As far as I'm concerned, home safety boils down

by:Unigreat Smart Bulb     2020-09-09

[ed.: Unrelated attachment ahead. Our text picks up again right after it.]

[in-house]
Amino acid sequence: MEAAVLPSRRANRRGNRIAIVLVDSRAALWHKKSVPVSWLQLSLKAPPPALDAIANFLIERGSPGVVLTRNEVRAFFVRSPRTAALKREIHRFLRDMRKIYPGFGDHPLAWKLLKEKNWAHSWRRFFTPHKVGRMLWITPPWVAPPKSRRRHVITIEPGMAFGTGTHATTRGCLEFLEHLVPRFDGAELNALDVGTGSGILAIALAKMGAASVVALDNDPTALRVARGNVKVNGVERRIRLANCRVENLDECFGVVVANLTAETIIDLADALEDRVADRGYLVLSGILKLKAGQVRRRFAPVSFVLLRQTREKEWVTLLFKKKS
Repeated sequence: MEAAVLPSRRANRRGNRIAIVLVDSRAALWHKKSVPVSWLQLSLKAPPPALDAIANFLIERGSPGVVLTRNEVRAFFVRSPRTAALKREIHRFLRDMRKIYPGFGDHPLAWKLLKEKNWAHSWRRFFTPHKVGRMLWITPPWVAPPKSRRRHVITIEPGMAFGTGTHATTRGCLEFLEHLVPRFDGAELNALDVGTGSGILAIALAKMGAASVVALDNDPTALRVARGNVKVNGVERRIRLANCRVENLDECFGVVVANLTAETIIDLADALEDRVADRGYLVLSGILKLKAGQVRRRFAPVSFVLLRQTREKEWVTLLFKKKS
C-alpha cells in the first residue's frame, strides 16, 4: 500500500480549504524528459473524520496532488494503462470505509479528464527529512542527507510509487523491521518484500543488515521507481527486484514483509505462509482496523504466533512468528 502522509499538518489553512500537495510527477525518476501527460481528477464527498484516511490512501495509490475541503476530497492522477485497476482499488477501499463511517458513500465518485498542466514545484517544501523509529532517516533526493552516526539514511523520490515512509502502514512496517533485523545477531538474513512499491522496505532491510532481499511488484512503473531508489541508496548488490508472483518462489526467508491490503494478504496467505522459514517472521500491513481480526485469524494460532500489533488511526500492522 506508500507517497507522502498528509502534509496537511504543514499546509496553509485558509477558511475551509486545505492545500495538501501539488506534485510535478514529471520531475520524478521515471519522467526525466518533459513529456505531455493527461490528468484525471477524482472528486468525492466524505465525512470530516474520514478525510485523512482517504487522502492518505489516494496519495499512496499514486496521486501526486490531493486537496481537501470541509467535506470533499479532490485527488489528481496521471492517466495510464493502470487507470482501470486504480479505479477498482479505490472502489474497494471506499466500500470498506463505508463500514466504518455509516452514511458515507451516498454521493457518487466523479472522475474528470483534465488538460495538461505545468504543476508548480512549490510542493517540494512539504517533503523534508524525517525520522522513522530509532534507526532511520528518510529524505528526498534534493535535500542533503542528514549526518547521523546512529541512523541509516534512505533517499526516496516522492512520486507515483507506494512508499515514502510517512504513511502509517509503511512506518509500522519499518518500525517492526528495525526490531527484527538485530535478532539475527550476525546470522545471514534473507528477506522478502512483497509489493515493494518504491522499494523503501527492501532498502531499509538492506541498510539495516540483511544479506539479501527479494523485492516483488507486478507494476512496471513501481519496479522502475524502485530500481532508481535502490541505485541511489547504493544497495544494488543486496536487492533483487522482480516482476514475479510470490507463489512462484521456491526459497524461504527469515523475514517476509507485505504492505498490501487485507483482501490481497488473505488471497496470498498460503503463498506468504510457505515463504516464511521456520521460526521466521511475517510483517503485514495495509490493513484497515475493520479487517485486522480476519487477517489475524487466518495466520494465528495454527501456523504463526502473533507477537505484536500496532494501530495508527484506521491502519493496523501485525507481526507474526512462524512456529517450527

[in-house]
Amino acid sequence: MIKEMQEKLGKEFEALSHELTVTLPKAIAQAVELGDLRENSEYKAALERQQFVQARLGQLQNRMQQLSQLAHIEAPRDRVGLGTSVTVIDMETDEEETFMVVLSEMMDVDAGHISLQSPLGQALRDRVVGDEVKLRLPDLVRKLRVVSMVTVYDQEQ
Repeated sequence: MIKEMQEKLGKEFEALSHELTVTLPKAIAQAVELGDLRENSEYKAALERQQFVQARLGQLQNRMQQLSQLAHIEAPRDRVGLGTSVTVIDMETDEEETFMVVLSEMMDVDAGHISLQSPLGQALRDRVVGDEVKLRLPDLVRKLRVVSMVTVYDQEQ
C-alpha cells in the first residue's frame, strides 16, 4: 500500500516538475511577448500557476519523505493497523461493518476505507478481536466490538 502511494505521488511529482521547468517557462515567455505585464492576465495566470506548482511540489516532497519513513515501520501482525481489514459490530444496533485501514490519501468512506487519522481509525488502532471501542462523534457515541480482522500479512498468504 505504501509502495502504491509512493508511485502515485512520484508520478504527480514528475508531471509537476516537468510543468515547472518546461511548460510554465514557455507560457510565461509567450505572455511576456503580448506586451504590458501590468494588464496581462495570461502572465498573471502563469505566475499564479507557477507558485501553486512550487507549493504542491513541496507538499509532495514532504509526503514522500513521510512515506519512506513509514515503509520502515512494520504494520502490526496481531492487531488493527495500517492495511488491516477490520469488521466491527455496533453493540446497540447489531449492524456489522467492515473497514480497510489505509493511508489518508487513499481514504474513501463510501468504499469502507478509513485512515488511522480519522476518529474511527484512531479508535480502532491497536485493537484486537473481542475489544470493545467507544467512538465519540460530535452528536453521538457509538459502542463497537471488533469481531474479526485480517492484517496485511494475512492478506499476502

Things that won't cost you a cent: You don't have to turn your home into a fortress or spend a lot of money to make your place a heck-of-a-lot tougher for thieves to penetrate. In fact, there are a few things that won't cost a cent. I'm thinking here about keeping your doors and windows locked whenever possible, the garage door shut, letting trustworthy neighbors know and canceling newspaper and mail deliveries when you're going away, and fixing those shaky old fences. Don't hide an emergency door key outside thieves know all the 'secret' places you believe they'll never think of, including that little bunny-rabbit figurine with the hidden compartment underneath. And be wary about trusting a youngster with an entry key. Give it to a relative or neighbor. Don't even keep your main key with items that identify your address, and never leave it in your car. While we're on the subject of cars, you do always close your windows (leaving breathing space for pets if you have them) and lock the doors when you leave it, don't you? And, of course, you never leave your engine running while you dash across to the ATM? A friend of mine has never seen his cherished sports coupe since he did that a few years back. Low budget route to peace of mind: Here's a comforting thought. When you spend just a small amount of money to improve your home security, you substantially reduce the risk of being burglarized. Even better, you may be able to cut your insurance premium by up to 20% different insurers have different rules, so you'll need to investigate this. You can buy a window lock for less than a dollar, a door safety chain for a couple of bucks, and a peephole that lets you view visitors before opening the door for just a little more. They're all simple to install but, if it's beyond your ability, find a friend, neighbor or relative who can help. If your door locks and latches are old, or if you lost a key, replace them, making sure the new ones have a deadbolt at least one inch long. If your door has glass that a thief could break to reach through to the handle inside, consider a double deadbolt that has a key lock on each side BUT always leave the key in the inside lock when you're at home, otherwise you won't be able to escape in an emergency. Beyond this, we're talking home security alarms and detectors, but again it doesn't need to cost you a fortune. As I write this, I just did a quick check online and found systems at one big Internet retailer starting from as little as $25. It was wireless too easy to install, with no messy wiring to do. However, I'm not necessarily saying this is the way to go. It depends on your neighborhood crime risk, your personal vulnerability (for instance if you live alone) and your budget. You generally get what you pay for and this is an area where you might want to consult a professional both about your needs and to do the installation. But if you do this, make sure you get two or, preferably, three competitive bids. More sophisticated systems might include audible external alarms, external lighting directed at your home, cameras, internal motion sensors and even direct links to the security company that alerts them if your home is broken into. You can get more information on these options, including local experts from the National Burglar & Fire Alarm Association at alarm.org.
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